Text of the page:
9 May 2023
Let’s get proactive about tick prevention!
Those who live or work in Scotland may have seen the article published in The Scotsman reporting that some of the Western Isles now have much higher rates of Lyme disease than the Scottish average because ticks are thriving in the mild oceanic climate.
Researchers at the Universities of Glasgow and Liverpool found that the open, treeless habitats in the Western Isles have a similar tick density to mainland forest sites.
Dr Roman Biek from Glasgow University commented:
“This is a striking finding and suggests that microclimatic conditions in these open habitats…can be as conducive to tick survival as conditions in woodlands. Our study highlights the potential for Lyme disease to emerge in habitats with a suitable climate other than forests so we should be looking at non-forested habitats more broadly”.
This research confirms that ticks are equally happy living in open habitats as they are in woodlands and supports my long-held view that infected ticks is a problem which affects the whole country. Ticks are hardy creatures and are adapting to survive in all types of habitats, including urban parks and back gardens. This, coupled with rising deer numbers across the UK (as also highlighted last year by RSPB Scotland), means it is no surprise that reports of tick bites are on the increase.
I live in the Chiltern Hills in Buckinghamshire and although we are only 23 miles from London (as the crow flies) it has a dense landscape and local wildlife population. I see Muntjac on a weekly basis whilst out dog walking and our garden hosts a variety of wildlife, including pheasants, squirrels and wild birds. It is one of the things I love about where I live but it means tick prevention is always at the forefront of my mind.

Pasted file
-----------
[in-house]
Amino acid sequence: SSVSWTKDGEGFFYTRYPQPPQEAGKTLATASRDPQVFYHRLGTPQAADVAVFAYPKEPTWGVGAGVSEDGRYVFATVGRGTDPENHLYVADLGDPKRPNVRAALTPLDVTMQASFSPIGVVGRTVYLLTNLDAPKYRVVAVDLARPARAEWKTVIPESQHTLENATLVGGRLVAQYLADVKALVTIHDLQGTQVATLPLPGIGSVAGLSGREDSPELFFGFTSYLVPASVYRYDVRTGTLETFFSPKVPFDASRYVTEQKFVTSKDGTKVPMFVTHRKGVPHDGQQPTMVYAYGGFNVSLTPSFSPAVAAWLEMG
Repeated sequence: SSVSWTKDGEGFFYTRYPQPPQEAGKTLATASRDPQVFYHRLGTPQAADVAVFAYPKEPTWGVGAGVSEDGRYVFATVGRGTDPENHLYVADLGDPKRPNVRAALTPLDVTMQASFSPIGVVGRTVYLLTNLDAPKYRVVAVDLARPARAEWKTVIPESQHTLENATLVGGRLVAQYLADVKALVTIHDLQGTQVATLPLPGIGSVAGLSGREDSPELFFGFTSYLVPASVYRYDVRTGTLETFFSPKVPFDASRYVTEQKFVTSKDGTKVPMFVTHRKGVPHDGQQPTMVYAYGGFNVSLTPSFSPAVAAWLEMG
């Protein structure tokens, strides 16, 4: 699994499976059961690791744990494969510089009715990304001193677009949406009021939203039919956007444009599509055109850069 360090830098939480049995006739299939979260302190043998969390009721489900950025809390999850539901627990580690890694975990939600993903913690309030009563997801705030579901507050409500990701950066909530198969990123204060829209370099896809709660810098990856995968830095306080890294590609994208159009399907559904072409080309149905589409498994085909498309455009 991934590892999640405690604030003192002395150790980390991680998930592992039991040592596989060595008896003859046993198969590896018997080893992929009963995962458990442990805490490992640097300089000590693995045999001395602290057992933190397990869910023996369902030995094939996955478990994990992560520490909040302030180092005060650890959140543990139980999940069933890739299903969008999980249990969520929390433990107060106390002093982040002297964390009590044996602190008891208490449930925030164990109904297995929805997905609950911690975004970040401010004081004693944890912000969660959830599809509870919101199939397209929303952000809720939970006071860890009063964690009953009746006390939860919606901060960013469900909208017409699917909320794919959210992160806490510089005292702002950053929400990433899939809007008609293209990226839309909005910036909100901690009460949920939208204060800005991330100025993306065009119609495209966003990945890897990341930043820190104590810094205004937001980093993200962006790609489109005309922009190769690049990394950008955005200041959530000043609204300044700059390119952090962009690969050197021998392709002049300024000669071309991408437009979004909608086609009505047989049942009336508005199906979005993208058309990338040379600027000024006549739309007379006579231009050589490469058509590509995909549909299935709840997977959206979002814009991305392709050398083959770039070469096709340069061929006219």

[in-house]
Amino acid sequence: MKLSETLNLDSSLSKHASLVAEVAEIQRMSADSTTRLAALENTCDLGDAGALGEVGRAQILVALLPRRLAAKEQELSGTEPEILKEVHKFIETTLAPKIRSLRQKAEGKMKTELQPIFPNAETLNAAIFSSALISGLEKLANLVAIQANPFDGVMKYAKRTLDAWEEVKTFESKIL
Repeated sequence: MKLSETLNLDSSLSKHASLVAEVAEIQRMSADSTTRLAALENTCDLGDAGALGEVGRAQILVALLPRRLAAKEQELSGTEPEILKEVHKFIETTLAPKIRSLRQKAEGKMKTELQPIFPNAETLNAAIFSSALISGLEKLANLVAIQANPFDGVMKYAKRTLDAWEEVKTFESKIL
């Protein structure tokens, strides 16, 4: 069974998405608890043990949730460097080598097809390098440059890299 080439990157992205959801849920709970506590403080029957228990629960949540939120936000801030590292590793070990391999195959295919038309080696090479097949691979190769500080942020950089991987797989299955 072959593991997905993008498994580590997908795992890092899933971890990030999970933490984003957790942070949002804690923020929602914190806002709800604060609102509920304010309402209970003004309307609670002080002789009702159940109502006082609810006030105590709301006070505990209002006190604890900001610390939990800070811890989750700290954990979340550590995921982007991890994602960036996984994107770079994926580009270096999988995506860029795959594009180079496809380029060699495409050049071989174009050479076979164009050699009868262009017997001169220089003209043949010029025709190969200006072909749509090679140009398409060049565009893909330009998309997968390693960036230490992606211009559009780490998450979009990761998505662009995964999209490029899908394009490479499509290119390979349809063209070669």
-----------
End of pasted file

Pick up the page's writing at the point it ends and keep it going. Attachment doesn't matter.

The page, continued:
Research I have undertaken since I founded Botanic Protect, together with anecdotal evidence I have collected, reveals that tick bites are an actual problem - not just theoretical! Many families are genuinely terrified at the thought of picking up a tick bite whilst out and about, to the extent they avoid wooded areas and certain high risk places.
A number of families have shared their tick encounters with me and two stories that stand out involve children (ticks picked up in a London park and at a birthday party in the woods). In both cases, the bites were unexpected and the parents caught completely off-guard.
Whilst Lyme Disease Action’s annual estimate of 10,000 new cases of Lyme disease may sound low in relative terms, it only takes one bite - essentially being in the wrong place at the wrong time. The consequences, however, can be life changing.
Tick activity is clearly a growing concern as there are a number of research projects taking place across Europe and the UK.
One of the reasons I consider Lyme disease to be so cruel is that it strikes when people are trying to make the most of time outdoors, whether it is playing in the woods, visiting a wildlifereserve, picnicking in the park or simply doing the weekend gardening. As Dr Robert Bransfield observed during a lyme awareness webinar on Psychiatric Manifestations of TickBorne Infections, people who contract Lyme disease are typically active, stoic, outdoor people.
The research from the Universities of Glasgow and Liverpool only serves to highlight that the problem isn’t going away; we need to be more proactive when it comes to promoting tick prevention.
Outdoor based organisations in particular should be following national guidance and actively encouraging staff, members and visitors to incorporate simple tick prevention measures into their daily routines when spending time outdoors in order to guard against tick bites. This includes making basic tick prevention tools (for example, repellents which are effective against ticks and tick removers) readily available to staff and at visitor sites.
For outdoor based organisations, it is not a question of ‘if’ an infected tick is found at one ofyour sites but ‘when’.
For more information email contact@botanicprotect or visit botanicprotect.co.uk.
Source: ‘Ticks thriving in Western Isles because of mild climate, study suggests’ by Rachel Mackie, The Scotsman 29 March 2021.
April 2021, revised April 2023
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